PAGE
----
Arthurs told law enforcement that AWD planned to use explosives to attack civilians, nuclear facilities and synagogues. In January 2018, Russell, who pleaded guilty to possessing an unregistered destructive device and unlawful storage of explosive materials, was sentenced to five years in federal prison.
Virginia teen Nicholas Giampa, who allegedly shot and killed his girlfriend’s parents after they became upset by his rumored neo-Nazi views, was, at the very least, influenced by Atomwaffen. Giampa praised Mason’s book, Siege, and retweeted material from Siege Culture. He also retweeted at least one Atomwaffen photo and praised someone named “Ryan Atomwaffen” for his white supremacist book collection.
Activity attributed to Atomwaffen has been reported in multiple states, including California, Colorado, Florida, Illinois, Pennsylvania, Texas, Massachusetts, Washington, North Carolina and Virginia. The group’s vile propaganda often promotes violence against minority communities, including LGBT people, Jews, Muslims, and African Americans.
White supremacist organization Sonnenkrieg Division, which launched online in 2018, has strong ties to Atomwaffen. Sonnenkrieg is predominantly focused on political and social issues in Europe, specifically the UK and Eastern Europe, and its members take a nihilistic view of the world, which they seek to destroy.
There are significant overlap in the Sonnenkrieg and AWD's core ideologies, use of graphics and imagery, rhetoric, cross-promotion and communication. Like Atomwaffen, Sonnenkrieg rails against a perceived cultural and racial obliteration of the white race and glorifies the teachings of Siege author James Mason.
On December 6, 2018, British authorities arrested 21-year-old Andrew Dymock, 18-year-old Oskar Koczorowski and an unnamed 17-year-old on suspicion of possessing material likely to be used to prepare or commit acts of terrorism and conspiracy to inspire racial and religious hatred. All three are associated with Sonnenkrieg.
The Murder of Blaze Bernstein
On January 12, 2018, law enforcement officers arrested 20-year-old California resident Sam Woodward for the stabbing death of former classmate Blaze Bernstein, a 19-year-old college student. Two days prior to the arrest, Bernstein’s body was found with 19 stab wounds to his neck, buried in a shallow grave in a park in Lake Forest, California. In addition to felony murder charges in connection with the death of Bernstein, the Orange County District Attorney’s Office charged Woodward on August 2, 2018, with hate crimes for allegedly targeting Bernstein because of his sexual orientation.
Woodward’s association with Atomwaffen came to light in photos, social media and leaked Discord chat logs, where he interacted with Atomwaffen members and frequently discussed his hatred of gay people and Jews. One of these photographs show Woodward giving a Nazi salute alongside other Atomwaffen members. Following the murder, Atomwaffen affiliate @Trajan_AWD justified Woodward’s actions on Twitter, posting, “Sam Woodward did nothing wrong, some gay tried to kiss him and he reacted appropriately.”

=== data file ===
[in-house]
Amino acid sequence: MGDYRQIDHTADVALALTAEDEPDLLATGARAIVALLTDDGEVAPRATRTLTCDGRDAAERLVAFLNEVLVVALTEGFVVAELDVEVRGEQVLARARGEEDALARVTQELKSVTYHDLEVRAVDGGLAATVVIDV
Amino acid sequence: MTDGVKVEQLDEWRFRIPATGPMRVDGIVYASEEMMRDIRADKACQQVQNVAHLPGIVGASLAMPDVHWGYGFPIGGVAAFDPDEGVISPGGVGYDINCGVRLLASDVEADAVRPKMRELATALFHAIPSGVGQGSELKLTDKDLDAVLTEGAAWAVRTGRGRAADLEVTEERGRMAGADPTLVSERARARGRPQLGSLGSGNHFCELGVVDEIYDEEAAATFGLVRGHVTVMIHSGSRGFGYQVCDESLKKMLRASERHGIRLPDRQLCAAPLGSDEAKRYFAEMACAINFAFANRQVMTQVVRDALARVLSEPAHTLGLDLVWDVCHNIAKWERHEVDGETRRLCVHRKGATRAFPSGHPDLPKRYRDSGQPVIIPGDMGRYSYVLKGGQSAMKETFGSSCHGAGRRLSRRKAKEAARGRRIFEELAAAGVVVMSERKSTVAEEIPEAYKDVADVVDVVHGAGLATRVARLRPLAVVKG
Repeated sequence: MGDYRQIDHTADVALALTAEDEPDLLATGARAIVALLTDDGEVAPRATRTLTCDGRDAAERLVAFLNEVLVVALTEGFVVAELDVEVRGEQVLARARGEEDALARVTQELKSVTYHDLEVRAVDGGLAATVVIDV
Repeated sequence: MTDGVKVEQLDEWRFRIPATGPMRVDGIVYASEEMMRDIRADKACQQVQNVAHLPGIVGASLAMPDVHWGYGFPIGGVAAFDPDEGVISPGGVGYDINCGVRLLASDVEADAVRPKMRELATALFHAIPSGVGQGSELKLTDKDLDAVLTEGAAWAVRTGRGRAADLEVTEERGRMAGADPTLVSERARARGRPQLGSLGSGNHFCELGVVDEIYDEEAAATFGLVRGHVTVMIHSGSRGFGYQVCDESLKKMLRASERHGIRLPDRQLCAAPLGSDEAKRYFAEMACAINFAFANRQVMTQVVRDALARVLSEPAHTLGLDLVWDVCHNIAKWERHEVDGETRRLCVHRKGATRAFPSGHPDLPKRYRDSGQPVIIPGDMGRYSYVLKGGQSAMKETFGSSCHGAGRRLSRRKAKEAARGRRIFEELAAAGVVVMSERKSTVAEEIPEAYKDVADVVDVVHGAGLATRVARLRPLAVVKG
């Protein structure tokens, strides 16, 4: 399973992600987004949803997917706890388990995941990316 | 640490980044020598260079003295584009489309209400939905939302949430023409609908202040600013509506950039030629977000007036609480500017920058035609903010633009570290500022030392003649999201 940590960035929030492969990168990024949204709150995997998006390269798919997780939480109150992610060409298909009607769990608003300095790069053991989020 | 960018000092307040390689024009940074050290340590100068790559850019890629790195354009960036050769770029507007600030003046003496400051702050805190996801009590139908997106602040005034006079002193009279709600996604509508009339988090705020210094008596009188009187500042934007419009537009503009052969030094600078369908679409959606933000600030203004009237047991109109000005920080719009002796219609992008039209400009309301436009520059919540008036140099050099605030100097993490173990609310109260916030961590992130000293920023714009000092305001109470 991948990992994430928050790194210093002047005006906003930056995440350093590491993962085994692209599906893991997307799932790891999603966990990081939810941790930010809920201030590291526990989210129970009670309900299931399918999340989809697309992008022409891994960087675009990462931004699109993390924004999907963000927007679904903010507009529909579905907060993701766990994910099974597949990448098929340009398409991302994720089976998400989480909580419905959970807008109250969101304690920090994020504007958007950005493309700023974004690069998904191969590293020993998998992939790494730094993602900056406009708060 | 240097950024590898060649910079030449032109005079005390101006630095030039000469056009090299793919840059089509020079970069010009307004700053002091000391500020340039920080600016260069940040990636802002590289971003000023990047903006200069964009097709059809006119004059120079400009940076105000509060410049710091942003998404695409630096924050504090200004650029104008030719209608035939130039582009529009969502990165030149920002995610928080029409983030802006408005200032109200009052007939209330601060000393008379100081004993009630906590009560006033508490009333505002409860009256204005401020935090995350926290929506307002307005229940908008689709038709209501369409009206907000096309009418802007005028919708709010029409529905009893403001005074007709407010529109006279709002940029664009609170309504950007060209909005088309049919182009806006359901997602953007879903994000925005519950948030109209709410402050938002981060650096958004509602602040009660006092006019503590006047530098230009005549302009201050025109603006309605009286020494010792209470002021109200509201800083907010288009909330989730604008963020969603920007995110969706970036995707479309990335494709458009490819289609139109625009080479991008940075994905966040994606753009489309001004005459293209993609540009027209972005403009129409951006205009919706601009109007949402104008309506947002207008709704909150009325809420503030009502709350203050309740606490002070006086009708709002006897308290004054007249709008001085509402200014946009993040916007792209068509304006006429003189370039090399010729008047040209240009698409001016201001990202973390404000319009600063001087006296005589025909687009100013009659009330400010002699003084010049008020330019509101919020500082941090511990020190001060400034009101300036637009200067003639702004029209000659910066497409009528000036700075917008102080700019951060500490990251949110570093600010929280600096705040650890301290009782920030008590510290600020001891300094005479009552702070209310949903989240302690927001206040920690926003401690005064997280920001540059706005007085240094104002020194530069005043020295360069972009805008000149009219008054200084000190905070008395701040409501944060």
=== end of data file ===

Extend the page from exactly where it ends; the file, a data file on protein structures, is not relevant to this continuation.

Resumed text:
Examples of Activity:
Pensacola, Florida, November 2017: Flyers with homophobic slurs and the Atomwaffen website address were found at the University of West Florida.
Shelbyville, Tennessee, October 2017: At least one Atomwaffen member attended the Nationalist Front organized White Lives Matter rally.
Houston, Texas, October 2016: AWD members protested in front of the Houston ADL office alongside White Lives Matter (WLM) Texas and members of the Aryan Renaissance Society
Seattle, Washington, September 2017: AWD members held “Hate Planet” banners from a footbridge
Olympia, Washington, June 2017: Atomwaffen fliers were posted at Evergreen State College. The flyers demanded, “Where will you be when the race war begins? When the world burns?”
Seattle, Washington, June 2017: Atomwaffen members distributed numerous fliers at the University of Washington and posed for photos at the university’s Sieg Hall.
Philadelphia, Pennsylvania, April 2017: Atomwaffen fliers were posted at the University of Pennsylvania, including one that read "How is a diploma going to help you in the race war?"
Chicago, Illinois, December 2016: An Atomwaffen flier that read “#HITLER DISAPPROVES: No Degeneracy, No Tolerance, Hail Victory” was posted at the University of Chicago.
Bradenton, Florida, December 2016: Atomwaffen fliers that read, “How is a diploma going to help you in the race war? Join your local Nazis” and “A New Course of Action, A New Time,” were posted at the State College of Florida at Bradenton.
Denver, Colorado, December 2016: An Atomwaffen flyer that read, “The fascists are in town! Are you ready to stand against liberal anti-white filth white man?” was posted at the University of Colorado.